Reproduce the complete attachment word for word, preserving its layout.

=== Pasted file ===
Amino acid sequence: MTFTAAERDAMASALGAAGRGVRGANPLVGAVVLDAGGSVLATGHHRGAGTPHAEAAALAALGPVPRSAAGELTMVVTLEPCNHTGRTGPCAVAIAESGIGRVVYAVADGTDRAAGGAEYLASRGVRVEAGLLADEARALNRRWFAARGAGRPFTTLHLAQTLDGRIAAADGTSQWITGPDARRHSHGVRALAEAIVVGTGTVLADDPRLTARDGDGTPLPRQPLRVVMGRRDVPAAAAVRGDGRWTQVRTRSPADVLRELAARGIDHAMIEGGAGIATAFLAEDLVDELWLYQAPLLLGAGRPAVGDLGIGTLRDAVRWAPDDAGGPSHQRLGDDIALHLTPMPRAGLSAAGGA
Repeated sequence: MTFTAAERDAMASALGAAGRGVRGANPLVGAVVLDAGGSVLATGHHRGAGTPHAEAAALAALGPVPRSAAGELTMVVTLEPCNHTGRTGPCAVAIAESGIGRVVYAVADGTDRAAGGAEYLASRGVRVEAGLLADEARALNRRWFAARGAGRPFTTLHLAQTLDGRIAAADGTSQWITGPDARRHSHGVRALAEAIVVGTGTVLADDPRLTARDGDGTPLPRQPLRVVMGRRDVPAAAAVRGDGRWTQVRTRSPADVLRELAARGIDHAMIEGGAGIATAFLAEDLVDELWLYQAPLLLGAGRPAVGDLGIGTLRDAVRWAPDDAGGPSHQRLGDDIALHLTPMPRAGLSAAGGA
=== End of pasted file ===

Amino acid sequence: MTFTAAERDAMASALGAAGRGVRGANPLVGAVVLDAGGSVLATGHHRGAGTPHAEAAALAALGPVPRSAAGELTMVVTLEPCNHTGRTGPCAVAIAESGIGRVVYAVADGTDRAAGGAEYLASRGVRVEAGLLADEARALNRRWFAARGAGRPFTTLHLAQTLDGRIAAADGTSQWITGPDARRHSHGVRALAEAIVVGTGTVLADDPRLTARDGDGTPLPRQPLRVVMGRRDVPAAAAVRGDGRWTQVRTRSPADVLRELAARGIDHAMIEGGAGIATAFLAEDLVDELWLYQAPLLLGAGRPAVGDLGIGTLRDAVRWAPDDAGGPSHQRLGDDIALHLTPMPRAGLSAAGGA
Repeated sequence: MTFTAAERDAMASALGAAGRGVRGANPLVGAVVLDAGGSVLATGHHRGAGTPHAEAAALAALGPVPRSAAGELTMVVTLEPCNHTGRTGPCAVAIAESGIGRVVYAVADGTDRAAGGAEYLASRGVRVEAGLLADEARALNRRWFAARGAGRPFTTLHLAQTLDGRIAAADGTSQWITGPDARRHSHGVRALAEAIVVGTGTVLADDPRLTARDGDGTPLPRQPLRVVMGRRDVPAAAAVRGDGRWTQVRTRSPADVLRELAARGIDHAMIEGGAGIATAFLAEDLVDELWLYQAPLLLGAGRPAVGDLGIGTLRDAVRWAPDDAGGPSHQRLGDDIALHLTPMPRAGLSAAGGA